“This program fit a desperate need in the investigative process,” says Tamara Spicer, a spokeswoman for US Immigration and Customs Enforcement (ICE) in Tampa, Fla.

When agents comb through a home on a warrant, members of the HERO Corps sift through computers, phones, and thumb drives in search of child pornography images. Finding just one could be enough to make an arrest, but then the HERO Corps spends days or months afterward digging for more evidence.

In 11 weeks of training, including intensive computer forensics from ICE’s Cyber Crimes Center, members of the corps learn how to find images, which are often skillfully encrypted by child pornographers. It’s intense training requiring sustained mental stamina, and just 1 out of 4 military veterans who apply makes the cut.

The idea came from the National Association to Protect Children, which reached out to US Special Operations Command (SOCOM). “You’ve got these highly trained SOCOM guys that want to be in the worst places in the world and want to do something meaningful. They said, ‘Let’s take that energy and bring it to the fight against child exploitation,’ ” says Danielle Bennett, a spokeswoman for ICE.

On graduation day, there was an acknowledgment of the mental toll that the work can take.

“This is a tough job,” Junor said at the ceremony. “Take care of yourselves – take care of each other.”

It’s a mandate the recruits have taken to heart since their military days.

Gaertner himself had been wounded while on his third deployment to Afghanistan. The marines tasked with clearing routes for American military convoys were inexperienced and mainly “trained as tankers, not combat engineers,” he said. “I just didn’t feel safe having them go over without me.”

It was a mission the young marine loved. “It’s like Christmas every single time you find one – it’s like the gift of a life.”

When he first heard about the HERO program, however, his first response was “No, thanks,” he says. “I said, ‘No, I don’t want to do this.’ The way they explained the whole child porn thing – I didn’t know if I could handle it.”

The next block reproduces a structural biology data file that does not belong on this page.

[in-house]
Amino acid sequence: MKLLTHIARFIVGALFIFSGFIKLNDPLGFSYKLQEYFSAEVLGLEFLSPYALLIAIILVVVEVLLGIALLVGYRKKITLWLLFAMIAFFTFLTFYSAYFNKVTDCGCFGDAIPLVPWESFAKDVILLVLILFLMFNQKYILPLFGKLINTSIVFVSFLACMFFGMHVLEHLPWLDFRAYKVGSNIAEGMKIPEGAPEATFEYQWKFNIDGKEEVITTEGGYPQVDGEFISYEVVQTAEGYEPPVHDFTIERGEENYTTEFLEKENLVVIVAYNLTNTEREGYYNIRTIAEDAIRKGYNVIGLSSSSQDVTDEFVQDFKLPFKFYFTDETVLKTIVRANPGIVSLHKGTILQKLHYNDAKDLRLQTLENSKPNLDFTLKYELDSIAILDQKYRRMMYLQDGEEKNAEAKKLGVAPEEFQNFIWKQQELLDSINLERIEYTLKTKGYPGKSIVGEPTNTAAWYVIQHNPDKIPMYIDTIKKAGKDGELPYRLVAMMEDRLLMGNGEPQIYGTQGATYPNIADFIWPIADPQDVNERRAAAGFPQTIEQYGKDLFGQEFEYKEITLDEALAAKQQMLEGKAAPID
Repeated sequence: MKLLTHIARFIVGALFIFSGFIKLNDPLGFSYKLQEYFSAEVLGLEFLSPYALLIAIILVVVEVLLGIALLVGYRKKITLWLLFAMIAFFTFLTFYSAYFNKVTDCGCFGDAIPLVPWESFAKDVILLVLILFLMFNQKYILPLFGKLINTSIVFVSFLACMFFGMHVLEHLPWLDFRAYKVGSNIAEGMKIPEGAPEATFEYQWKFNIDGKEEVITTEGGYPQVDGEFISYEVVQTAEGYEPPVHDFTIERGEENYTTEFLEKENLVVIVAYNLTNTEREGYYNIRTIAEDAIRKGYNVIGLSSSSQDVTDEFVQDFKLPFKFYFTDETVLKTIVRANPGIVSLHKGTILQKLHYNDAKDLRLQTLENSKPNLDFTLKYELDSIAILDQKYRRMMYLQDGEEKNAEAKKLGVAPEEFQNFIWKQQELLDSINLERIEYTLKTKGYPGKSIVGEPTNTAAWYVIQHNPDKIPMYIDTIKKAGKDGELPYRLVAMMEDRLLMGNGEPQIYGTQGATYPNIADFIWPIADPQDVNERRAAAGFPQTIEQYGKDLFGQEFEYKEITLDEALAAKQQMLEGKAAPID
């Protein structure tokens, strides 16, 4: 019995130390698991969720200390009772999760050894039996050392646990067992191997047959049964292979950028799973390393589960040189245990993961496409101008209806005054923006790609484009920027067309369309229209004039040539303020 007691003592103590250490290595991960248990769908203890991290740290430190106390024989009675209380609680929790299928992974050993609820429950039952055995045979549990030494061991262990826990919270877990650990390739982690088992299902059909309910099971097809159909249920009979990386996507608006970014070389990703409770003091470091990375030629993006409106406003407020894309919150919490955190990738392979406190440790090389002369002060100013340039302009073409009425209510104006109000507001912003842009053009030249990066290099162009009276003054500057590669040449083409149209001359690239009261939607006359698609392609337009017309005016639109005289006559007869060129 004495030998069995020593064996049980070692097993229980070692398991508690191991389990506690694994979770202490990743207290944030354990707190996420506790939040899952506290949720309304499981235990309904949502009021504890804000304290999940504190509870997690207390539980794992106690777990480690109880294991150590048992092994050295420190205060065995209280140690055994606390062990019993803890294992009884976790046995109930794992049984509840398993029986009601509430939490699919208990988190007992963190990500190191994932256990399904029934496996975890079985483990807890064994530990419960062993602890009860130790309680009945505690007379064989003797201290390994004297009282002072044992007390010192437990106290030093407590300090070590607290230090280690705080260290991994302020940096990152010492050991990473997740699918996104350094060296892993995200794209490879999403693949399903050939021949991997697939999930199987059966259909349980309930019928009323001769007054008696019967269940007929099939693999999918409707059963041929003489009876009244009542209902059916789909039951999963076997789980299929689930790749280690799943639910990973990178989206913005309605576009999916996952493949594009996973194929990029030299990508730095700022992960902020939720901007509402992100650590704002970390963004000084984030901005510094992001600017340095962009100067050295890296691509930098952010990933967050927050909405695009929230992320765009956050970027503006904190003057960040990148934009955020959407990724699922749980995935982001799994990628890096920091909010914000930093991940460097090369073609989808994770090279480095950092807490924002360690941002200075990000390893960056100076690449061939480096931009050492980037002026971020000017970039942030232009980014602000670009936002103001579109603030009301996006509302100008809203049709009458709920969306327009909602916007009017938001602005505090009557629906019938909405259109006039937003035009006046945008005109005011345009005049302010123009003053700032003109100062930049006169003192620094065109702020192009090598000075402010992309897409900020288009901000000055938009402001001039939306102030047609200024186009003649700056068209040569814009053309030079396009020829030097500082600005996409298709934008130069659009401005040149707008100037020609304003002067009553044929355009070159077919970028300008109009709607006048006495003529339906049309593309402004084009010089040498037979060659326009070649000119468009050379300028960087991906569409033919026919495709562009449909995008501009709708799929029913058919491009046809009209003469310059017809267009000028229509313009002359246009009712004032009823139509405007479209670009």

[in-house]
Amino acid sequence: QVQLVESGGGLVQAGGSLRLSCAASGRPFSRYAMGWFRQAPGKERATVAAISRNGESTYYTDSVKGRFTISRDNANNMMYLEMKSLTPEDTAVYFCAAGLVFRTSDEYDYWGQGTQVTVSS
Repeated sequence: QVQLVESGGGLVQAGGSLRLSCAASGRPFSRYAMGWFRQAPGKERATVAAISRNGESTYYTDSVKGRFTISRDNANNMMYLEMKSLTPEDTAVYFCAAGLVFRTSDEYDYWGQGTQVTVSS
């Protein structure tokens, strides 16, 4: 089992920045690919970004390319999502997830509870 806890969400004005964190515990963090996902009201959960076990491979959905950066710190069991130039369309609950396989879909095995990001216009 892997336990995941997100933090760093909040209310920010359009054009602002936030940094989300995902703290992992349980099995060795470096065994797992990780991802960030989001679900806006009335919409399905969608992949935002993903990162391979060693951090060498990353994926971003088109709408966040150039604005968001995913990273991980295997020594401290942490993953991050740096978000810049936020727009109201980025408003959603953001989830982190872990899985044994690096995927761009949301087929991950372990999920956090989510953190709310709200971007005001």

Then he let the idea sink in. “I looked into it and thought maybe this would be the right fit – to find a way back into serving my country.”

He says he wasn’t wrong about the difficult images he must confront on a daily basis. “I’ve seen worse things show up on my computer screen than I’ve witnessed in combat overseas.”

It’s the main reason ICE needs agents in this field – not many people want to do this work. But officials reasoned that military veterans could bring some special skills to bear.

“They’re mentally strong. They’ve seen some horrible things, but these are also people who have the ability to compartmentalize,” says Ms. Bennett.

This is true, says retired Staff Sgt. Nathan Cruz, who served for a decade with the Army’s 160th Special Operations Aviation Regiment, known as the Night Stalkers, as a helicopter crew chief.

“In the Special Operations community we deploy constantly – every 90 days you learn to flip the switch,” he says. “You come home and be a dad, and put aside whatever you did, whatever you saw, during deployment. That’s a skill you acquire – we can separate those feelings. We can isolate those feelings.”

But these skills do not come easily. So before starting computer forensics courses, the military veterans attend three weeks of training provided by the National Association to Protect Children. With a social worker on hand, the vets learn about child abuse and trauma, and how to cope with stress.

Through this training, Staff Sgt. Dahlia Luallen learned about herself, too, as a child who had suffered abuse. As a high school math teacher, she turned down a job working with gifted children, finding herself drawn to the troubled kids. “I looked at what I’d been through and thought, ‘If you have somebody to really be there for you – one person – it can really help.’ ”

Ms. Luallen enlisted in the Army to become a tank electronics specialist, and loved mentoring the young soldiers she led. “My soldiers were like the kids I taught in high school.”

When a lingering foot fracture forced her out of the Army last year, the HERO program filled a void. Luallen was short on details in the beginning. “ ‘Saving children’ was the only thing I remembered,” she says. “But off the bat, I wanted to do it – it had to do with saving kids.”